Thoughts on the breast implant scandal – the stark reality of what happens when women are reduced to breasts

6 Jan

40,000 women in the UK are thought to have industrial silicone containing potentially toxic chemicals in their breast implants. This is clearly a terrifying and distressing situation for these women. That this has ever happened highlights the cosmetic surgery industry’s absolute disregard and disrespect for women’s bodies. This is an industry which is focussed on profit at the expense of women’s health – so much so that it is happy to pump industrial silicone into women’s bodies for which it charges these women thousands of pounds.

As well as an industry happy to profit from, fuel, and play on women’s insecurity, this scandal has highlighted another scandal that our society must come to terms with and act upon – that women are so unhappy with their bodies. The breast implant scandal has highlighted the rising number of breast implant operations that are occurring in the UK, and that those seeking these implants are ‘ordinary women’. Despite important feminist movements, particularly in the 1970s, today women face enormous pressure to conform with some ideal woman shape that is largely based on breasts. We have become reduced to breasts, as Nina Power, in her wonderful book ‘One Dimensional Woman’ describes so well, ‘The all-pervasive peepshow segmentarity of contemporary culture demands that women treat their breasts as wholly separate entities, with little or no connection to themselves, their personality, or even the rest of their body. All autonomous, organic agency of a moral, rational or egoic nature is dissolved into auto-objectivization…’ (She continues for a fair bit and I think it’s absolutely fantastic!)

Treated in such a way, perhaps it does not seen so shocking that so many women are going under the knife in order to achieve the ‘perfect’ breasts. But ‘perfect’ for whom? The implants can result in loss of sensation in the breasts, so it seems as though women are not necessarily doing this for themselves. Breasts – with uses (nowadays almost completely forgotten) that include suckling babies, and women’s sexual please, are reduced to play things for men to ogle. Interesting, vivacious, women are reduced to breasts. We must fight against the compartmentalisation of ourselves.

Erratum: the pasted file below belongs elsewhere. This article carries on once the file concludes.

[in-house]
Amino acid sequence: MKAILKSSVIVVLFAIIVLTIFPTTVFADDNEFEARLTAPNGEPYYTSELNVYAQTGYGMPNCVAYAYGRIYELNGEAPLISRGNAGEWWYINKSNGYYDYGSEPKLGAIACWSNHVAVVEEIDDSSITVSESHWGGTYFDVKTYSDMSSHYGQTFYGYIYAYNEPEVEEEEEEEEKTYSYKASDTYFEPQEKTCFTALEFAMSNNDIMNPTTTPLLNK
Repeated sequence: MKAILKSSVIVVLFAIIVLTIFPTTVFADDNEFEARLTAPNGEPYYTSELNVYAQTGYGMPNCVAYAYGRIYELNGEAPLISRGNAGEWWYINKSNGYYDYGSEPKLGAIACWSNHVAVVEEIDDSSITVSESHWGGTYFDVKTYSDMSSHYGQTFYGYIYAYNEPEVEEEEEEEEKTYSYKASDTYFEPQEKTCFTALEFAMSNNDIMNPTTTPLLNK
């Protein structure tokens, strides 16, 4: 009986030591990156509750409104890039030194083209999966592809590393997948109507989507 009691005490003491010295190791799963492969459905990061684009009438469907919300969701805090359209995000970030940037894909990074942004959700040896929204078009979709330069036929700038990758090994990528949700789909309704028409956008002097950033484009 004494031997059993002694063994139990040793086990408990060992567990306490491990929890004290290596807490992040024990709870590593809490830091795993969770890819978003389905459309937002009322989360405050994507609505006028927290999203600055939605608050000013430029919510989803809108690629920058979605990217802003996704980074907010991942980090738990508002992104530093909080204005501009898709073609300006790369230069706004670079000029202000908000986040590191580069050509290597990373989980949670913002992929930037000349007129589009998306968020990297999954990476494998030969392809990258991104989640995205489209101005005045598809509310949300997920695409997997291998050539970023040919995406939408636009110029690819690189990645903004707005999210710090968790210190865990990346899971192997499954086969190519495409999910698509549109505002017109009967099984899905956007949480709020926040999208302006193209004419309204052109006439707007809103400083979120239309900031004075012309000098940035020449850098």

A significant minority of women who have been affected by the breast implant scandal are women who had implants after a mastectomy – again, women who have been through the horrifying experience of breast cancer and the loss of a breast are then expected to conform to the two breasted ‘norm’. I have spoken to women who have described the coercion from the medical establishment, family, friends, and wider society to op for reconstruction. What right do they have to tell a woman what to do with her body? Why is there not a choice to have one breast, or no breasts, and to come to terms with their loss? A mastectomy is not a ‘disfigurement’ as so many people insensitively refer to it, it is an alteration of a body that is still beautiful.

We need to have a serious discussion about the treatment of our breasts and our bodies – but despite being bombarded almost incessantly with images of breasts, people seem embarrassed when you say the word ‘breasts’. People seem even less sure when you speak about women with one breast, or none. Well, it’s time to get over this coyness and to accept that our bodies are different and that this is a good thing. Capitalism’s selling of the ideal female body is, as the breast implant scandal has shown, literally toxic, for all of society.

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One Response to “Thoughts on the breast implant scandal – the stark reality of what happens when women are reduced to breasts”

  1. izzykoksal January 6, 2012 at 1:51 pm #

    Further to my post above – as well as discussion – perhaps we also need to take direct action in order to change the way in which women and our bodies are treated. In San Francisco, activists put up posters with photos of women with mastectomies all over the city in order to un-hide what is a reality for some women.

    Barbara Ehrenreich describes the women’s health movement in the 1970s in the USA in her pamphlet Witches, Nurses, and Midwives. This movement stood up for women’s rights and bodies against harmful medical practices.

    Feminism is strands of thoughts which are very much based on the site of the body – there are surely many enriching discussions and actions which we can take.

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